emilienne

Sight Lines at the Kennedy Center Eisenhower Theatre?

16 posts in this topic

How are the sight lines at the Eisenhower Theater? Does anyone have any advice about where to sit in this theater? Is balcony worth a shot or should I try to sit closer? Or, if I buck up and try for front balcony or even (heaven forbid) back of orchestra, where are the 'sweet spots' that BTers prefer?

(in the throes of planning a weekend of Suzanne Farrell Ballet, after which she will be trapped in her burrow for the rest of the winter...)

emi

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I think the Eisenhower is great for dance........my favourite spot is last row of center orchestra, on the right aisle.

That said, I don't think the sight lines are bad anywhere in that theatre.

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I've sat in both balconies of the Opera House, once near the rear of the First Tier on the far side of the 100's section (see seating chart)with an absolutely open and clear view of the stage, and once in the front of the Second Tier in the center of the 100 section, also a great view.

I've even sat in the Orchestra, a bit less than halfway back (usually too close for my taste) in the center section and was happy there, too.

I don't know if it's even possible to go wrong at Kennedy Center. :wink:

There's a link here (you may have to scroll down a little) which takes you to the seating plan and a little view of the stage from the approximate location you choose.

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Farrell Ballet will be in the Eisenhower Theatre, just to prevent confusion. It is a smaller house than the Opera House, and both theatres are fine for sight lines. I imagine that the October dates will enable more people to travel to see these programs!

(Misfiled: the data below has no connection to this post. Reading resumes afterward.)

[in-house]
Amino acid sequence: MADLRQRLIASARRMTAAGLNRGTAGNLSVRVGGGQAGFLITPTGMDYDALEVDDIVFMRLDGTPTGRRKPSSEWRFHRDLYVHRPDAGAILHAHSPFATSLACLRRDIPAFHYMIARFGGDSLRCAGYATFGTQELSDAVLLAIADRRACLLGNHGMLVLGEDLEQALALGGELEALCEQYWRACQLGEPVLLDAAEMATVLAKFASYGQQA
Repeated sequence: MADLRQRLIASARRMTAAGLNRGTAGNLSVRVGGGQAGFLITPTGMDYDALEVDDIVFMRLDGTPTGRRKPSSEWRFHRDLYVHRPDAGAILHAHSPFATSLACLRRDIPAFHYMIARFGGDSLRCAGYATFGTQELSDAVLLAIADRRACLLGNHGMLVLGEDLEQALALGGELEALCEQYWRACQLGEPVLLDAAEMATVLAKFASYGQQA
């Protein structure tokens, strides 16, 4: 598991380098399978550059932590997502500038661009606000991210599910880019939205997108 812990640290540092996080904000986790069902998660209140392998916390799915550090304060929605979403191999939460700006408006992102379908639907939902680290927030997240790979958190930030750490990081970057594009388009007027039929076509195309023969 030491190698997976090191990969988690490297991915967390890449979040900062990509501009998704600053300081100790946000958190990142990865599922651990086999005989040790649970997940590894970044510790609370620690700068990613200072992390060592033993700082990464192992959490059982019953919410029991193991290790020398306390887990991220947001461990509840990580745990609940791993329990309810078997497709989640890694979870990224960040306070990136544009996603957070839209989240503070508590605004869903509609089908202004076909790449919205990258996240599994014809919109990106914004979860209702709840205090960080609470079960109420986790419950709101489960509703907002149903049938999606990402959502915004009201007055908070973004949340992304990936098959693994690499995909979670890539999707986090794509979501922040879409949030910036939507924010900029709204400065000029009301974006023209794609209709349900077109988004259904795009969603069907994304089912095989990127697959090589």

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Farrell Ballet will be in the Eisenhower Theatre, just to prevent confusion.

As emilienne noted in her opening post. :wink:

Thanks for the clarification, Juliet. Here's a link to a similar tour of the Eisenhower. I'm leaving the web address as is, because I think it's cute that they call it "ike." :Dhttp://kennedy-center.org/about/virtual_tour/ike.html

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You can't go wrong in the center orchestra :P I'd avoid the side orchestra in ET, though, at least close in (rows K+) because the sight lines there cut off one slice of the stage.

Hope this helps, Mike

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Thanks to all who replied! I have two tickets to the pas de deux program (aisle of center orchestra section) and have a single ticket (side balcony - at least it wasn't the very last aisle again like for Bolshoi Don Q last year - I heard all of the light changes happen before they did on stage) for the matinee of Liebeslieder/Episodes/Ragtime.

All in all the performances have been selling very well. I was told by a very nice operator (44, also a dance fan) that the Saturday night showings, especially the cheaper seats, are almost completely sold out! In fact I suspect they may be soon.

However, if you are around for the Sunday matinee, they still had center orchestra seats, dead center (behind aisle K) when I spoke to them yesterday.

emi

You can't go wrong in the center orchestra :P I'd avoid the side orchestra in ET, though, at least close in (rows K+) because the sight lines there cut off one slice of the stage.

Hope this helps, Mike

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Won't this be one of the first performances in the newly-renovated "Ike" -- I think that's cute, too, and it reminds me I ate in the Mamie Cafe before one of their performances in Gettysburg in June -- and I wonder if anyone here knows what aspects of the theatre were changed during the renovations?